How 'TeachTok' is helping teachers connect with their students on TikTok
Before social media, students rarely knew their teachers beyond their professional position in the classroom. Perhaps we might bump into them in the neighbourhood, at a supermarket, or in a restaurant. But as students, we knew little about teachers “off duty”.
Today, much has changed. During COVID, many teachers joined the social media platform TikTok as a way of communicating with and connecting with students they could not see in person.
TikTok enables users to upload short videos (between three and 10 minutes long), which often feature music in the background as an audio meme, and other filters or text.
You might have seen teachers on TikTok dancing to the latest viral song with their students. Or dressing in costumes to illustrate how many different jobs they do in a given day.
While some of them share behind-the-scenes snippets of their day jobs, others use the most popular audio, dance, and meme trends to convey educational messages.
Read more: TikTok is more than just a frivolous app for lip-syncing and dancing – Podcast
What is ‘TeachTok’?
In our new study, we investigated the popular genre of “TeachTok” – where teachers teach and talk about teaching on TikTok – to understand how and why teachers turn themselves into “micro-celebrities” on the platform.
Previous research has looked at how internet celebrities monetise their following, taking on advertising deals, becoming ambassadors for various messages, or launching their own businesses. But in our study, we investigated the motivations and impacts of popular teachers on TeachTok.
Taking a bilingual approach, we focused on two of the most used languages worldwide and examined the most popular TeachTok hashtags in English and Spanish: #TeachersOfTikTok and #ProfesoresDeTikTok. We identified 12 of the most prolific professional teachers in both language groups, who teach from kindergarten to university level, and conducted a close analysis of their content over a month-long period in 2022.
How does TeachTok work?
TeachToks often saw teachers perform a range of “point of view” perspectives to demonstrate how they would react to different situations.
Some of the most popular included the inner monologue of teachers as they listen to student excuses for being late, or the sense of pride or gratitude they might feel when other students come to their defence.
Other teachers shared their entire preparation routines for the classroom.
Others perform TikTok dances after losing a bet to students, or after students have won a challenge. For example, “If 21/25 students pass the exam, I will create a profile on TikTok”.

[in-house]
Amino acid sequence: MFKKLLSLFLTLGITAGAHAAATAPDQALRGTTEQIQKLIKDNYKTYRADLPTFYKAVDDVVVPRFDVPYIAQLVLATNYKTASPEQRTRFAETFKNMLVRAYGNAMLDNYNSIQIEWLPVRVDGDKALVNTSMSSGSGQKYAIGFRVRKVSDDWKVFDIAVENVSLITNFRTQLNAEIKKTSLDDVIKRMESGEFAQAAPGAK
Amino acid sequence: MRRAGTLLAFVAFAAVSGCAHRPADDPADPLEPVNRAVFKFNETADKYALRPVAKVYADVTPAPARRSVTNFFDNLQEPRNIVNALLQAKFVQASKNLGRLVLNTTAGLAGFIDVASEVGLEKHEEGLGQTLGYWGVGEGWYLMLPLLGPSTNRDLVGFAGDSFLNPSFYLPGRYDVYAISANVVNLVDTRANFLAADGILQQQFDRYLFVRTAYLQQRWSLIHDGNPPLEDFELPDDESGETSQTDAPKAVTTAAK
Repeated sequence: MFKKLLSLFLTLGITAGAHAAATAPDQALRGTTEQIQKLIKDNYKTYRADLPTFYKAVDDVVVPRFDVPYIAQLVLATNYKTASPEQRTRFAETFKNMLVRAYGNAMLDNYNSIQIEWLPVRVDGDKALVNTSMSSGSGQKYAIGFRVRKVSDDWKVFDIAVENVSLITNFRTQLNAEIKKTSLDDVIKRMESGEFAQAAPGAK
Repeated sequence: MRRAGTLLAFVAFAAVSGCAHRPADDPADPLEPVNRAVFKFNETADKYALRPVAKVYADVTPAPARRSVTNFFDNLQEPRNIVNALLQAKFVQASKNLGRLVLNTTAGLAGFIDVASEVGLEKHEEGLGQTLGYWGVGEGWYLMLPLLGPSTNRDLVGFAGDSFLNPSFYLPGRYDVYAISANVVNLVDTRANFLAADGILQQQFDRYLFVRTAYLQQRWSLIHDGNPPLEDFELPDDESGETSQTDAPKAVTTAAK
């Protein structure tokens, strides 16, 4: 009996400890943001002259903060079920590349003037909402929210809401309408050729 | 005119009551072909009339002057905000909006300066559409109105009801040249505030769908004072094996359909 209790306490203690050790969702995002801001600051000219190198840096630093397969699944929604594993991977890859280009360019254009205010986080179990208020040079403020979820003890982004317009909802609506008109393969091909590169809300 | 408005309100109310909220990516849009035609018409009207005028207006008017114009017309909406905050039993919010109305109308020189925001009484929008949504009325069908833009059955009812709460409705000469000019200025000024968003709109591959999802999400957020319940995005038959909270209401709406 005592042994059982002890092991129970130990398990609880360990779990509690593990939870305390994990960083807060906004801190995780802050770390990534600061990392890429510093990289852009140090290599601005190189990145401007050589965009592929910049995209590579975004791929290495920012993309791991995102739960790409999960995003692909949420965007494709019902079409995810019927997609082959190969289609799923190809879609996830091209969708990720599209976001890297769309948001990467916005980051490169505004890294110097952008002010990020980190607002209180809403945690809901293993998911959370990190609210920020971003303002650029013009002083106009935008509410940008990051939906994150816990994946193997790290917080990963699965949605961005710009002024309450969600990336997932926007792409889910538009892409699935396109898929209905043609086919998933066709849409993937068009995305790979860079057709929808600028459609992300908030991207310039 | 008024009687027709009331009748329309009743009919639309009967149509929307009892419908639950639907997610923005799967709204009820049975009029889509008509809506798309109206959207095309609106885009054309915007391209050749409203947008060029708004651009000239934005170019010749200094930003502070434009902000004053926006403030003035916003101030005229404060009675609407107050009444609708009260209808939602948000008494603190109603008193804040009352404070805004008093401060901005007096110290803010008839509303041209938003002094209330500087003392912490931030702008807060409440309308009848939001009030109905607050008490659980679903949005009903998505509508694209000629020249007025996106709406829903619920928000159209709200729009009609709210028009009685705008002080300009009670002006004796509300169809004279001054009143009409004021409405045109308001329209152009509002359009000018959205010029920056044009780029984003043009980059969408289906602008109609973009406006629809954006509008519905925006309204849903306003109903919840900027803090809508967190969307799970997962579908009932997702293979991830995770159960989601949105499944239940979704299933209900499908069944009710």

In so doing, teachers are showing how they care about their students, building up relationships with their class, and helping their students understand more about their jobs.
Read more: Should the US ban TikTok? Can it? A cybersecurity expert explains the risks the app poses and the challenges to blocking it
Learning at home
But TeachTok is not just about dancing and memes.
During COVID lockdowns teachers used TikTok to create short videos, which were then no longer than three minutes, to keep connecting with students. Unlike other social media platforms where lessons can be hours-long, TikTok involves clips that are easy to digest (although YouTube has recently launched YouTube Shorts which are clips that only go for 60 seconds).
One popular trend on TeachTok is language learning. For instance, you can find videos that teach you how to start a conversation in Spanish or learn basic phrases. Elsewhere, teachers share quick maths tricks that are easy to learn in just one minute.
Teachers also share tips for parents to assist with learning in the home. These activities include learning about codes with numbers and colours on cardboard, or using recycled plates to learn words.
TeachTok to help teachers
For teachers, TeachTok can also facilitate a sense of belonging, which is important in a profession where stress and burnout are common.
Many new teachers share their struggles and challenges in the early years of teaching, while others reflect on the academic year.
Other TeachToks address stereotypes people may have about teachers, such as how Spanish society perceives the profession as being “relatively easy with lots of time off”.
Is TeachTok here to stay?
As TeachTok becomes a new norm, there is more pressure for teachers to engage in unpaid work in their personal time. Some teachers lament the excessive criticism and surveillance they receive on TikTok, while others report students and parents have come to expect continuous access to them 24/7.
Teachers on the platform also need to be careful that they protect their students’ privacy if they are talking about lessons or class time in an online public forum.
But perhaps the most significant contribution of TeachTok is its ability to make education more accessible, engaging, and entertaining. It has become an excellent resource for anyone interested in learning a new language, mastering a new skill, or having fun while learning.
Read more: China could be harvesting TikTok data, but much of the user information is already out in the open
Crystal Abidin receives funding from the Australian Research Council (DE190100789). She has previously consulted for ByteDance as an independent researcher on best practices regarding the wellbeing and safety of child influencers, but is not otherwise affiliated with the company.
Arantxa Vizcaíno-Verdú does not work for, consult, own shares in or receive funding from any company or organization that would benefit from this article, and has disclosed no relevant affiliations beyond their academic appointment.